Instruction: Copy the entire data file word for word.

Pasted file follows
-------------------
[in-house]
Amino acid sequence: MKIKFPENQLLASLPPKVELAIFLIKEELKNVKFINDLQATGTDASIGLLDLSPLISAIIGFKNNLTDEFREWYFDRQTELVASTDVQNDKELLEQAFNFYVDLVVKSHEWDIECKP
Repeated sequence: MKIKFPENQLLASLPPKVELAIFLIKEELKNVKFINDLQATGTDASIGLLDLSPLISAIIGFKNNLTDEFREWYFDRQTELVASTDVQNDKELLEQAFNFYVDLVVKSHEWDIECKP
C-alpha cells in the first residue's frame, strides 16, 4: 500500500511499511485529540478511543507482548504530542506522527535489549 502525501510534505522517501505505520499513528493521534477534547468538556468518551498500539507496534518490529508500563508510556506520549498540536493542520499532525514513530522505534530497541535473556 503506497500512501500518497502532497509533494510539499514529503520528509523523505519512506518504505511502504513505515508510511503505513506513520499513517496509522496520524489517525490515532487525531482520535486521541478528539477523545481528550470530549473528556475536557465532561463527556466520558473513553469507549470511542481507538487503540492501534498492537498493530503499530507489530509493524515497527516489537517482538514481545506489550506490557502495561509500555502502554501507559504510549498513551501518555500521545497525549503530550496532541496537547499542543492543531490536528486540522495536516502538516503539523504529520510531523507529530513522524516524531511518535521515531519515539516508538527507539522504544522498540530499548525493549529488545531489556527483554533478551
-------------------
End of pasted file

[in-house]
Amino acid sequence: MKIKFPENQLLASLPPKVELAIFLIKEELKNVKFINDLQATGTDASIGLLDLSPLISAIIGFKNNLTDEFREWYFDRQTELVASTDVQNDKELLEQAFNFYVDLVVKSHEWDIECKP
Repeated sequence: MKIKFPENQLLASLPPKVELAIFLIKEELKNVKFINDLQATGTDASIGLLDLSPLISAIIGFKNNLTDEFREWYFDRQTELVASTDVQNDKELLEQAFNFYVDLVVKSHEWDIECKP
C-alpha cells in the first residue's frame, strides 16, 4: 500500500511499511485529540478511543507482548504530542506522527535489549 502525501510534505522517501505505520499513528493521534477534547468538556468518551498500539507496534518490529508500563508510556506520549498540536493542520499532525514513530522505534530497541535473556 503506497500512501500518497502532497509533494510539499514529503520528509523523505519512506518504505511502504513505515508510511503505513506513520499513517496509522496520524489517525490515532487525531482520535486521541478528539477523545481528550470530549473528556475536557465532561463527556466520558473513553469507549470511542481507538487503540492501534498492537498493530503499530507489530509493524515497527516489537517482538514481545506489550506490557502495561509500555502502554501507559504510549498513551501518555500521545497525549503530550496532541496537547499542543492543531490536528486540522495536516502538516503539523504529520510531523507529530513522524516524531511518535521515531519515539516508538527507539522504544522498540530499548525493549529488545531489556527483554533478551